If I install a package from the AUR manually, will it be updated with an AUR helper?


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As mentioned you can also permanently enable the --devel flag:

yay -Y --devel --save

Also you can simply write yay → That is the same thing as yay -Syu

Okay thanks, that clarified things a bit!

But what is the reason behind this, why is it so complicated? I mean is it not safer to use -git packages then because they ALWAYS pull updates from the source? Or is it the opposite and regular packages should be considered safer, because PKGBUILD acts like an intermediary between the source and AUR and in order to get the update the package maintainer has to update the PKGBUILD?

They’re less stable, since they’re development versions; while released versions, commonly used in packages, are more tested. You can use them, but be ready for rough edges…

Well, that’s how software development works.
You don’t want to release a new version with every commit you do.

Especially in bigger projects where multiple people collaborate, you want to properly implement and test new things or bugfixes before you make another version that is being released to the public.

That being said, you as a user should not use -git packages if you do not absolutely need them and know what you are doing. A lot of times you could end up in situation where software does not even build properly anymore.

Main purpose of those -git packages are imho:

  1. A person that wants to help the software developers with testing and bug-reporting.
  2. Some user who encountered a bug, reported it and is then being asked by the developers to test after a bugfix has been committed.
  3. “Feature freak” who knows that a certain feature has already been implemented by the devs and cannot wait until the official release of the next version.
  4. Versioned package equivalent is not maintained anymore and does not compile properly but user desperately needs it :wink:

Thank you guys!

So between these two


would you recommend me going with the -git version? I am using the first once but since it has been abandoned I am afraid of the security issues it might cause.

vim does :laughing:

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Ya, these guys know what they are doing :wink: :joy:

The maintainers take a bit more easy though, would be insane to publish each one :joy: History for trunk - archlinux/svntogit-packages · GitHub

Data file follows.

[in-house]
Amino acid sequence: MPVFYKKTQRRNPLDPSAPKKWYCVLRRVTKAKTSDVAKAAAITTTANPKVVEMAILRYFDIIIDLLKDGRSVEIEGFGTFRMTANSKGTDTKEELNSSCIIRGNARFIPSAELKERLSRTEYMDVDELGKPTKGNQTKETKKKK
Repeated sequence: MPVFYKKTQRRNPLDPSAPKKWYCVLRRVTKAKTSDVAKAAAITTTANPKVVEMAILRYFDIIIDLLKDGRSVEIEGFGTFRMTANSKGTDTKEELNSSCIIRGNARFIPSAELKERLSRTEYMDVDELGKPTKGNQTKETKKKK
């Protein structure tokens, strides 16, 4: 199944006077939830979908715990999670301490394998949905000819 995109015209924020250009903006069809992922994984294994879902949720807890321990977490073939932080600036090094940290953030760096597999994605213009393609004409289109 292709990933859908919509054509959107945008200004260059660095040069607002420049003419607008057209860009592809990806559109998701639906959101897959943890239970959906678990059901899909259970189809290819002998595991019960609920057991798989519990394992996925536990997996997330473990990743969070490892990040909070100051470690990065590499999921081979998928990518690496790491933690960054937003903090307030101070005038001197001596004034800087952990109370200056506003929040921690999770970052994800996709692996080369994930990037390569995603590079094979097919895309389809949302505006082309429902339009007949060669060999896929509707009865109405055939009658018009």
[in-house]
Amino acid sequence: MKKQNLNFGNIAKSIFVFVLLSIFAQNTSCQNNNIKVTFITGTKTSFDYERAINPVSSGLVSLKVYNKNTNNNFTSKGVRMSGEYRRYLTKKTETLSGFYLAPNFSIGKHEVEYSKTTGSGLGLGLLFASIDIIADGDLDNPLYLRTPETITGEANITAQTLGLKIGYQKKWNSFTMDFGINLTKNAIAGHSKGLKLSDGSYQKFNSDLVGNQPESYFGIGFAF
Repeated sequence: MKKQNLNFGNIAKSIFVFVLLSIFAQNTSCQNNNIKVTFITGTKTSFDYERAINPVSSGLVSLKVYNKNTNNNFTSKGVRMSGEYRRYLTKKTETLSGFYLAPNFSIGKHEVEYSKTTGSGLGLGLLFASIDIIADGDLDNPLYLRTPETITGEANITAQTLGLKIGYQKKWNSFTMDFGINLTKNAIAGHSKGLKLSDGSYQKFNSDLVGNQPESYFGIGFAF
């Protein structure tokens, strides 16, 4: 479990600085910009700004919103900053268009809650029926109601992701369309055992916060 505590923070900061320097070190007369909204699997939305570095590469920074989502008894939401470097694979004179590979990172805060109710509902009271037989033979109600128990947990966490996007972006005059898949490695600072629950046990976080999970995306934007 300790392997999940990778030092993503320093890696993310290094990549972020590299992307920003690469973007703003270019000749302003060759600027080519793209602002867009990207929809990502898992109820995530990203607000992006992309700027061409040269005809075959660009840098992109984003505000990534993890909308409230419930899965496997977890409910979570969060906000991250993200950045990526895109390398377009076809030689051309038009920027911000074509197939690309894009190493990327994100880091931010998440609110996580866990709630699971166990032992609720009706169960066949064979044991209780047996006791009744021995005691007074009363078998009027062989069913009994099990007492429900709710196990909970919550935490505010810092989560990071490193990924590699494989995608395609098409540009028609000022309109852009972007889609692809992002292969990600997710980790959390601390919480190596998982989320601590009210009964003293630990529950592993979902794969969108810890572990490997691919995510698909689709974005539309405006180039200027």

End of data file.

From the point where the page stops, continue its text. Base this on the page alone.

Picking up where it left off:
Those psi-plus guys seems to be in the same mood. So you are probably ok with the -git one :joy: Tags · psi-plus/psi-plus-snapshots · GitHub

Those useless commit messages… :nauseated_face:
At least the vim devs detail what they’re about, beyond the patch tag…

Yeah. They just seem to be making snapshots and combine things from the “real psi” thing.

Main features of this repository:
1) Source tree is aggregated from independent git repositories:
   - https://github.com/psi-im/psi (main repo of Psi)
   - https://github.com/psi-im/iris (XMPP library)
   - https://github.com/psi-im/libpsi (tools library)
   - https://github.com/nodejs/http-parser (3rdparty library)
   - https://github.com/psi-im/qhttp (3rdparty library)
     This is a fork of dead project
   - https://github.com/Ri0n/qite (3rdparty library)
     This Qt widget is detauched from Psi project for wider usage
   - https://github.com/psi-im/plugins (officially supported plugins)
   - https://github.com/psi-im/psimedia (multimedia plugin)
   - https://github.com/psi-im/resources (additional resources)
2) Trash is removed. (MS Windows executables, non-free icons, etc.)

I like #2 though :wink:

how do you guys check when the last commit was made to this particular package?

You can find that in the source.

The source is at least defined in the PKGBUILD, sometimes also in the AUR page.
(If the URL uses the git:// protocol, you can try replacing it to https://, as Github and Gitlab should convert it to browse the source.)

On the source page, you can browse the current state of the source. The current (latest) commit information should be also displayed.

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But that -git version is indeed worse than the normal version. Tried 3 plugins that I need and they did not work basically at all in -git version.

I guess I am left with using normal version which is outdated.

What is the difference between the same app on Pacman and AUR?

Basically, if it’s in the official repos, you can get it with the program called pacman, which is Arch’s (and it’s derivatives like Manjaro’s) regular package manager.

Packages created by members of the community which have not (yet) made their way into the official repos can be found on the AUR. The standard way of installing packages located on the AUR is to download them and use makepkg and pacman, but a number of tools called aur helpers such as yay and (our dear) pamac have been written, the idea is these programs behave similar to a regular package manager (like pacman) and search the AUR for what you want, and do the installation for you.

You can compare the PKGBUILDs for differences, though AFAIK they’re about usually the same. But in such case, you would want to prefer using the one from the repositories.

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by repositories you mean Pacman right? Because AUR is a repository as well as far as I understand?

I mean Manjaro’s repositories, yes.

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The AUR contains (community contributed) build recepies/instructions (PKGBUILD) for a piece of software.
So you build the resulting package itself on your own machine.

A package repository contains built packages that the distro has build for you; they use the same technique, PKGBUILD to build them. So you just download those and install them.

The following articles should give you a better understanding: